Komola dined in a restaurant and after finding remains of a half eaten lizard in her food, she choked and due to a heart attack condition suffered serious stroke. She became paralysed and has become bed ridden. The issue in the passage is whether Komola(plaintiff), can hold the restaurant(defendant) liable for the incident and the measure of damages that she can claim. If we look into the law of torts, there is a tort of negligence. Negligence involves the defendant breaching a recognized standard of duty to the plaintiff and the plaintiff suffering an injury as a result (Straniere, Philip S, n.p.). The law of negligence has 3 elements. The first is a duty of care; breach of that duty; and lastly, the damage (or loss) resulting from that breach. Under the first element, the duty of care is a legal obligation imposed on an individual requiring that they adhere to a standard of reasonable care while performing any acts that could foreseeably harm others(Lange, P.R. 2014.).
In the case of Donoghue v. Stevenson(1932), Lord Atkin said “The rule that you are to love your neighbour becomes in law you must not injure your neighbour”. In this case, it is reasonable that the defendant owes a duty of care towards all their customers that dines in their restaurant, including the plaintiff. Failure to ensure this duty of care is a breach of duty. It is the defendant’s duty to ensure that proper hygiene is maintained and it is reasonable to ensure that customers do not get served remains of a lizard in their food. This breach of the defendant’s duty had caused the plaintiff to suffer damages. Komola would not have suffered a stroke if she had not eaten the remains of a lizard. However, can the defendant be held liable for the damages since the plaintiff has a heart attack condition history before she stepped into the restaurant? Under the ‘thin skull rule’, a person shall be held liable for all the damages he/she causes to another, even though that person is considerably weaker than a normal person.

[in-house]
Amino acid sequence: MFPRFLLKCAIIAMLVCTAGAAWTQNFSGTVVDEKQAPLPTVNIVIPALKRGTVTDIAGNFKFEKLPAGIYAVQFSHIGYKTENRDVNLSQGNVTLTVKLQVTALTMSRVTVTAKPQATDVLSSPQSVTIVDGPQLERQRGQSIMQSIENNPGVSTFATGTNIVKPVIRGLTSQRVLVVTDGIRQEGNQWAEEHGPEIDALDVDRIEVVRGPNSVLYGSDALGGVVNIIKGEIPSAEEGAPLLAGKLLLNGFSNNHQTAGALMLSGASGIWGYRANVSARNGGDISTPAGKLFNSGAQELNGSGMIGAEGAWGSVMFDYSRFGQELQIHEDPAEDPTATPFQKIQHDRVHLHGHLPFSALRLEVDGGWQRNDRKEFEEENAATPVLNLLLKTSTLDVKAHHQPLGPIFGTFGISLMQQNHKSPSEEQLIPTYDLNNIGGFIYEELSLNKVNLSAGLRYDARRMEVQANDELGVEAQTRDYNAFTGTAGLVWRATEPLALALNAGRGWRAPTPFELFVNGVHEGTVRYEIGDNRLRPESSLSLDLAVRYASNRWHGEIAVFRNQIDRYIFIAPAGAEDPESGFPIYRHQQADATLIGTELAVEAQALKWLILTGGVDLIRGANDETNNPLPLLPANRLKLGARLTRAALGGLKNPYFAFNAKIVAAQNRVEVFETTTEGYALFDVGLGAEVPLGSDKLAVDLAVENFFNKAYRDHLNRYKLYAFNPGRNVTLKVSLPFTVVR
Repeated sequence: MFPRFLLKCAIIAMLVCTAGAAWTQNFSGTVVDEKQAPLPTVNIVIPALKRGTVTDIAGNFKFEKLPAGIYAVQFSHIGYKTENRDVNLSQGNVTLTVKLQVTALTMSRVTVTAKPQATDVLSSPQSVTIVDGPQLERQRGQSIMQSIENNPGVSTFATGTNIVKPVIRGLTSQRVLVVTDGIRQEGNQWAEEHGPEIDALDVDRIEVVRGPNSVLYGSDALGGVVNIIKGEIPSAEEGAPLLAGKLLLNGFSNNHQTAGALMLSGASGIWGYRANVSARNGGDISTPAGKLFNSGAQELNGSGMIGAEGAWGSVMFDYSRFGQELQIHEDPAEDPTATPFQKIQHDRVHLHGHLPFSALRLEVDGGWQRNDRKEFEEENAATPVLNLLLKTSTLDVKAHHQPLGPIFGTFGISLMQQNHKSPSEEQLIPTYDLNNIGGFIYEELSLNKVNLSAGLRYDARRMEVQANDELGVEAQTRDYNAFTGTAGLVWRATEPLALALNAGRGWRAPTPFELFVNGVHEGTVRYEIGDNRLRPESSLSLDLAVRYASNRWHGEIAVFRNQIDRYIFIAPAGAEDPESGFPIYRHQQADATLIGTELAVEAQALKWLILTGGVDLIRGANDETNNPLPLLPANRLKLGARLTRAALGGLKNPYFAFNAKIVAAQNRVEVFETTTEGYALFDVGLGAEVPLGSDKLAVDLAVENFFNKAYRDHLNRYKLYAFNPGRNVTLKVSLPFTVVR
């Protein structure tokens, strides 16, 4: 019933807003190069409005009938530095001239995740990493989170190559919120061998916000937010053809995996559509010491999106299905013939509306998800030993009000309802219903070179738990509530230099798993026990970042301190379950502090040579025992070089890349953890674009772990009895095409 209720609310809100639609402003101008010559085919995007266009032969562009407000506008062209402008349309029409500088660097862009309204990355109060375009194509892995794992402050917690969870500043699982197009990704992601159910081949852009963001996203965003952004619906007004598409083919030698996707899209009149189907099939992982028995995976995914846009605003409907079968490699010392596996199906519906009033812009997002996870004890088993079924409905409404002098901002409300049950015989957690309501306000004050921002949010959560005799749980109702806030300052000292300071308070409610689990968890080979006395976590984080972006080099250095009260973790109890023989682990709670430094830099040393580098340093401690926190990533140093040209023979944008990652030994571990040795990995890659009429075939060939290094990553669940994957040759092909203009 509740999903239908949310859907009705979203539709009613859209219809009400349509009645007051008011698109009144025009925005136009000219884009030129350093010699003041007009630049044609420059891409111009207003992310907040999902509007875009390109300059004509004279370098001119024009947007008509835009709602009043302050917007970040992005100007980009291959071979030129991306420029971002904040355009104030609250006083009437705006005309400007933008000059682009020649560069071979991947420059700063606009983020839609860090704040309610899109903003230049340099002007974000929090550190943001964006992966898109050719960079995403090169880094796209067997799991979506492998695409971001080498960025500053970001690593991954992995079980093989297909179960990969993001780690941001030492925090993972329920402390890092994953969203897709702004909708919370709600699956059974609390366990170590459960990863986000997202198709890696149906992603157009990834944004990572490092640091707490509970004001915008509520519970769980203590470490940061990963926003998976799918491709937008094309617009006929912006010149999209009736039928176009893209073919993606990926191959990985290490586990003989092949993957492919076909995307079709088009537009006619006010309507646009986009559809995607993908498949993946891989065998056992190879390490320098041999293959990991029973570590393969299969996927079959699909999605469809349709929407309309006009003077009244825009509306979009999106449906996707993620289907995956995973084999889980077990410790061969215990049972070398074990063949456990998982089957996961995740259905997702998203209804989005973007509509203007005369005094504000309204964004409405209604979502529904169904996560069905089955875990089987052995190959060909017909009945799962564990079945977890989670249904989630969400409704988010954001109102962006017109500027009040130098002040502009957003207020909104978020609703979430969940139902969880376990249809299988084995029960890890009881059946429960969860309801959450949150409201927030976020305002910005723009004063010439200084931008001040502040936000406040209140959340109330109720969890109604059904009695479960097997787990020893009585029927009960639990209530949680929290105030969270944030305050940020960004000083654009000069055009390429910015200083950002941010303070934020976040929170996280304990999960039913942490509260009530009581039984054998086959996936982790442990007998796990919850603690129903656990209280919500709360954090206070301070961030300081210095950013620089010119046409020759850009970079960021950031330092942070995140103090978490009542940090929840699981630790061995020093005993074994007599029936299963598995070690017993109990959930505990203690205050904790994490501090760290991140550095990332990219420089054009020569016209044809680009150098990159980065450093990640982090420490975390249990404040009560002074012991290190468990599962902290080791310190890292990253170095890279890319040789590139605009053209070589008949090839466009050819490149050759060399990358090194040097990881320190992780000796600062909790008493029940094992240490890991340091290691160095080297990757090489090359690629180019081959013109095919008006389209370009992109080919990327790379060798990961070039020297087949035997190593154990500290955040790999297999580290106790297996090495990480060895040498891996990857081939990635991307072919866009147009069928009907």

Had not for the discovery of the lizard in the food, Komola would not have suffered a stroke and become paralyzed and bedridden (Smith v Leech Brain & Co(1962). The result of the damages left Komola bed-ridden and can no longer practise the law. Komola may seek compensation under special damages. Special damages are out-of-pocket costs directly as the result of the breach of contract, negligence or other wrongful act by the defendant. Special damages can include medical bills, repairs and replacement of property, loss of wages and other damages which are not speculative or subjective. They are distinguished from general damages, in which there is no evidence of a specific dollar figure (Gerald & Kathleen, H.). In conclusion, the Indian restaurant may be held liable for the damages of Komola. Komola may also seek compensation for the losses she have incurred, and will incur in the future.
Criminal Law (Temporary Provisions) Act (CHAPTER 67). (2000). Retrieved from http://statutes.agc.gov.sg/aol/search/display/view.w3p;page=0;query=DocId%3A%
WFS. (2013). SMRT Bus Drivers’ Strike: Liu Xiang Ying and Gao Yue Qiang’s Mitigation Plea. Retrieved from http://workfairsingapore.wordpress.com/2013/02/25/smrt-bus-drivers-strike-liu-xiang-ying-and-gao-yue-qiangs-mitigation-plea/ SLFS, 2013., Breach of Contracts and other Legal Problems Retrieved from http://lawfirmsociety.wordpress.com/category/breach-of-contract/ Miscellaneous Offences (Public Order and Nuisance) Act (CHAPTER 184). (1997). Retrieved from http://statutes.agc.gov.sg/aol/search/display/view.w3p;page=0;query=DocId%3A%22ca5b9bd4-5b2e-4b42-9349-a5aaf258d9a4%22%20Status%3Ainforce%20Depth%3A0;rec=0 SLA. (n.d.). What is someone threatens me with words? Retrieved from http://singaporelegaladvice.com/what-if-someone-threatens-me-with-words/ Lange, P.R (2014) Page 105 of study guide
Straniere, Philip S. Filing & Winning Small Claims for Dummies. N.p.: n.p., n.d. Gerald & Kathleen, H. (n.p) The people’s law dictionary Retrieved from http://dictionary.law.com/Default.aspx?selected=1985